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Treatment and surgery

Many atrial septal defects close by themselves in childhood. For those who do not close in childhood, some small atrial septal defects may not need treatment. However, many persistent atrial septal defects eventually require surgery.

Medical monitoring

If you or your child have an atrial septal defect, the cardiologist may recommend watching it for some time to see if it closes on its own. Your doctor will decide when you or your child will need treatment, depending on your condition and whether you or your child has other congenital heart defects.


Drug therapy does not help heal the hole, but it can be used to reduce some of the signs and symptoms that may accompany an atrial septal defect. You can also use medications to reduce the risk of complications after surgery. Medications can include those that maintain a regular heartbeat (beta blockers, antiarrhythmic drugs) or reduce the risk of blood clots (anticoagulants, antiplatelet agents).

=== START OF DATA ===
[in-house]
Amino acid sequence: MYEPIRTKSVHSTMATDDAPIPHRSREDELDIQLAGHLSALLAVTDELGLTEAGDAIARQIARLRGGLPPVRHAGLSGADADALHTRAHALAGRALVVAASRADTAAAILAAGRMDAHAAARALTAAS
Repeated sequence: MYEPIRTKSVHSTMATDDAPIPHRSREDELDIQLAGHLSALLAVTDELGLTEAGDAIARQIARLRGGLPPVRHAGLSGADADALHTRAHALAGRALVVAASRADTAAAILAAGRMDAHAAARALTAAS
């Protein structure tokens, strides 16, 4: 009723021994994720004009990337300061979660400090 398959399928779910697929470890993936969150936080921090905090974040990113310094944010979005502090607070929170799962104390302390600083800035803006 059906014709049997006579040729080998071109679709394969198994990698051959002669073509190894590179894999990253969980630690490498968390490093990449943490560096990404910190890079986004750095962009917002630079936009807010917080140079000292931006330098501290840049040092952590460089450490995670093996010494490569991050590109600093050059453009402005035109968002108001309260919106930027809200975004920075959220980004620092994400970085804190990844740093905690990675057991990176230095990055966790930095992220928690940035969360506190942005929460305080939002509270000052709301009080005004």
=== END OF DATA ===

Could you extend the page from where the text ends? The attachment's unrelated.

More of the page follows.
Many doctors recommend correcting a medium or large atrial septal defect diagnosed in childhood or adulthood to prevent future complications. However, surgery is not recommended if you have severe pulmonary hypertension, because it can worsen the condition.

For adults and children, the operation involves suturing or applying an occluder to the pathological opening between the Atria. Doctors will evaluate your condition and determine which of the two procedures to use:

  • Endovascular treatment. Doctors insert a thin flexible tube (catheter) into a blood vessel in the groin area and direct it to the heart using imaging techniques. Through the catheter, doctors place an occluder – this is two umbrellas made of intertwined threads — an alloy of Nickel and titanium, connected by a jumper, in which a special patch is located to close the hole. Heart tissue grows around the mesh, permanently closing the hole.
    This type of procedure is used to eliminate only “secondary” atrial septal defects. However, some large secondary atrial septal defects may require open heart surgery.
  • The open-heart surgery. This type of surgery is performed under General anaesthesia and requires the use of a circulatory machine. Through an incision in the chest, surgeons close the hole with a patch. This procedure is the only way to correct atrial defects: primary, venous and coronary sinuses.
    This procedure can be performed using small incisions (minimally invasive surgery) and with robotic technology for certain types of atrial septal defects.